A side-effect of these behavioral responses is that governmentsraise less money than they expect from tax rate increases,particularly at the top end. If Congress raised the top income taxrate from 35 to 39.6 percent, the government would gain 4.6percentage points on the money in the top bracket. But reportedincome would fall modestly, and that fall would offset asubstantial portion of the revenue gain. In a recent paper,economist Robert Carroll summarized Treasury estimates that modeledchanges in the top two income tax rates.5 The results suggestthat raising the top two rates would cause reported income ofaffected taxpayers to fall three percent, which would be enough tooffset about 40 percent of the expected static revenue gain.
When considering raising tax rates at the top end, Congressneeds to think carefully about who would be hit. Today'shighest-earners are generally not passive inheritors of wealth, butare usually self-made and entrepreneurial.6 Businessownership and current earnings are the main sources of wealth forthe richest individuals, while inheritances account for less thanone-fifth of the assets of the richest people and that share hasbeen declining.7 As economist Glenn Hubbard noted, "when youlook at data, you see that people who are rich almost entirely arerich because of entrepreneurial risk taking,"8
Many with high incomes are angel investors, who help to fuelsmall business expansion. There are at least 300,000 angelinvestors in the United States, who are often wealthy individualsand have been entrepreneurs themselves.9 They provide animportant source of financing for fast-growing small businesses. Iftheir taxes go up, they will have less money and fewer incentivesto invest, while perhaps parking more of their funds in tax-freemunicipal bonds.
In sum, trying to raise revenue by increasing the top income taxrates is a perverse budget strategy. It would hit some of the mosttalented people in the economy. Since high earners generally havethe largest behavioral responses to taxes, the deadweight losses(or costs of inefficiency) of such tax changes would be quitelarge.10 And since deadweight losses rise more thanproportionally as marginal tax rates rise, raising the top rateswould be very counterproductive.11
Top Tax Rates and Small Businesses
The income tax system has a wide-ranging impact on businesses.It affects decisions on building factories, purchasing capitalequipment, and hiring workers. Rather than trying to micromanagethese decisions through the tax code, we should design a systemwith low statutory rates and neutral treatment to allow businessesto allocate resources efficiently.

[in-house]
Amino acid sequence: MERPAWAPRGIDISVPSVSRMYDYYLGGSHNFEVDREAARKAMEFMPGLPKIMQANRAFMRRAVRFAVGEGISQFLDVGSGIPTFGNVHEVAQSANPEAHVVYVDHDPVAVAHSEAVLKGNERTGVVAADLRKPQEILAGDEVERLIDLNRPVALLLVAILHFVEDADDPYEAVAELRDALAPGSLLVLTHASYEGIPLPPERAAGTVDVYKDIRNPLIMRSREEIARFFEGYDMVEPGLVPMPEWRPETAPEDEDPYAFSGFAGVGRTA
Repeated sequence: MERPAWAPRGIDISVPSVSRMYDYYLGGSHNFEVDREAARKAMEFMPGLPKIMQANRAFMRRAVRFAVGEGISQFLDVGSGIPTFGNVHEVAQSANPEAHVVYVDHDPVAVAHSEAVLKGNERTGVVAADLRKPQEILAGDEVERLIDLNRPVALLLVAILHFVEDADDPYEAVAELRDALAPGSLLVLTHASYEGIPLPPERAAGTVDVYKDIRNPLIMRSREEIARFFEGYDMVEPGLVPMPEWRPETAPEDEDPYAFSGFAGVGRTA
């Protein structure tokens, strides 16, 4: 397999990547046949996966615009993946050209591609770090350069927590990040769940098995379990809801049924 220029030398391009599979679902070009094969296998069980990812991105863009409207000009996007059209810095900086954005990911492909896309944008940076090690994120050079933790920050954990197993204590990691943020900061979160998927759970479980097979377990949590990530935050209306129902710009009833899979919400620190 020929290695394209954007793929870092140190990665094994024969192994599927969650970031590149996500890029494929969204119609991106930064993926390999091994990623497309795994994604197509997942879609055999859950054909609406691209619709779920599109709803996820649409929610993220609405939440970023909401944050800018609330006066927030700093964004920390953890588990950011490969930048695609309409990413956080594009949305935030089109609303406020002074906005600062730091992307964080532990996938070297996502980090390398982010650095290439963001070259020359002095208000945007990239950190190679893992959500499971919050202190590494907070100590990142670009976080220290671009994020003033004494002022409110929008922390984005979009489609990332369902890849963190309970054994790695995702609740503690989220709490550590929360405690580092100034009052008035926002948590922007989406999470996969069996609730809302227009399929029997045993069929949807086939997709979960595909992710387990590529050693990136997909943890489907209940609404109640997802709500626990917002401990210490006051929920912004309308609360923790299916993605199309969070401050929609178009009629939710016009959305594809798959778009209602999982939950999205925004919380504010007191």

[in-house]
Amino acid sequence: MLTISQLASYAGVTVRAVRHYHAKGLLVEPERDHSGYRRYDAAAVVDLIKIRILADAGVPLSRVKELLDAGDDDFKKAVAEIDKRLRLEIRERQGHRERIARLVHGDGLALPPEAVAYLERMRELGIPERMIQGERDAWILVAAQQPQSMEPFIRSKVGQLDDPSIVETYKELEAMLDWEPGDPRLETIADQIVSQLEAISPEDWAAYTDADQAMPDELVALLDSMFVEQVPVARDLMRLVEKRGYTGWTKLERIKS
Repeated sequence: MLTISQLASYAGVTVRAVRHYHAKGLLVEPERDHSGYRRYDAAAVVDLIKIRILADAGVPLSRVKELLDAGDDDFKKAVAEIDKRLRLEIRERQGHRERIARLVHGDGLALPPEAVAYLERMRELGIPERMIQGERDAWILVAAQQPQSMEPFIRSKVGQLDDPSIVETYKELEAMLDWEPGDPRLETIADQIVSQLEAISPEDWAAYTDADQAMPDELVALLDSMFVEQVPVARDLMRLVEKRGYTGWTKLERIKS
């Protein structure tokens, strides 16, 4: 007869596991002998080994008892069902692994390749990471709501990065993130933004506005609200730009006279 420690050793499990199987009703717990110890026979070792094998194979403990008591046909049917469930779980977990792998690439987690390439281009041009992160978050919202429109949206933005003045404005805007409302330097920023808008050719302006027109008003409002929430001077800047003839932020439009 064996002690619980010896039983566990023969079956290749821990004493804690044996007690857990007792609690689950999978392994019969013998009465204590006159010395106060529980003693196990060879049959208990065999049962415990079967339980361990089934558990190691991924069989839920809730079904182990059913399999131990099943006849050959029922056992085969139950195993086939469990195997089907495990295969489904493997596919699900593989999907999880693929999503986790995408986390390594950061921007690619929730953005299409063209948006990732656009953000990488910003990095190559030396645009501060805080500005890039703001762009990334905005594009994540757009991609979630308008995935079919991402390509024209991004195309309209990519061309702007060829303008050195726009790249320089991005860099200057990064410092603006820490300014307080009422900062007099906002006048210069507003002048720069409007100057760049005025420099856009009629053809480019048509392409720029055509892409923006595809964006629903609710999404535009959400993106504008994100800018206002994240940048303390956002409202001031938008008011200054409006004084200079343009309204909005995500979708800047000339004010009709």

More than half of all business income in the United States isreported on individual returns, not corporate returns.12This income is reported by proprietorships, partnerships, LLCs, andS corporations. If the top two individual income tax rates areincreased, it would hit a substantial amount of this businessincome.
It is true that only a small share of the total number of taxreturns with business income would be hit by raising the top twotax rates. That's because many tax returns have small amounts ofbusiness income and many self-employed persons have modestincomes.
Breaking down the data, Robert Carroll looked at just thoseindividual tax filers who derived more than 50 percent of theirincome from a business.13 Carroll found that one-quarterof these taxpayers-who number about 600,000-were in the top two taxrate brackets, and thus would be hit by the proposed taxincreases.
A Joint Committee on Taxation analysis looked at the share ofbusiness income on individual returns that is in the top two taxrate brackets.14 The JCT found that about 25 millionindividual tax returns will report about $1 trillion of netpositive business income in 2011. Of that total, $437 billion, or44 percent, will be taxed in the top two income tax brackets andthus will face the proposed tax increase.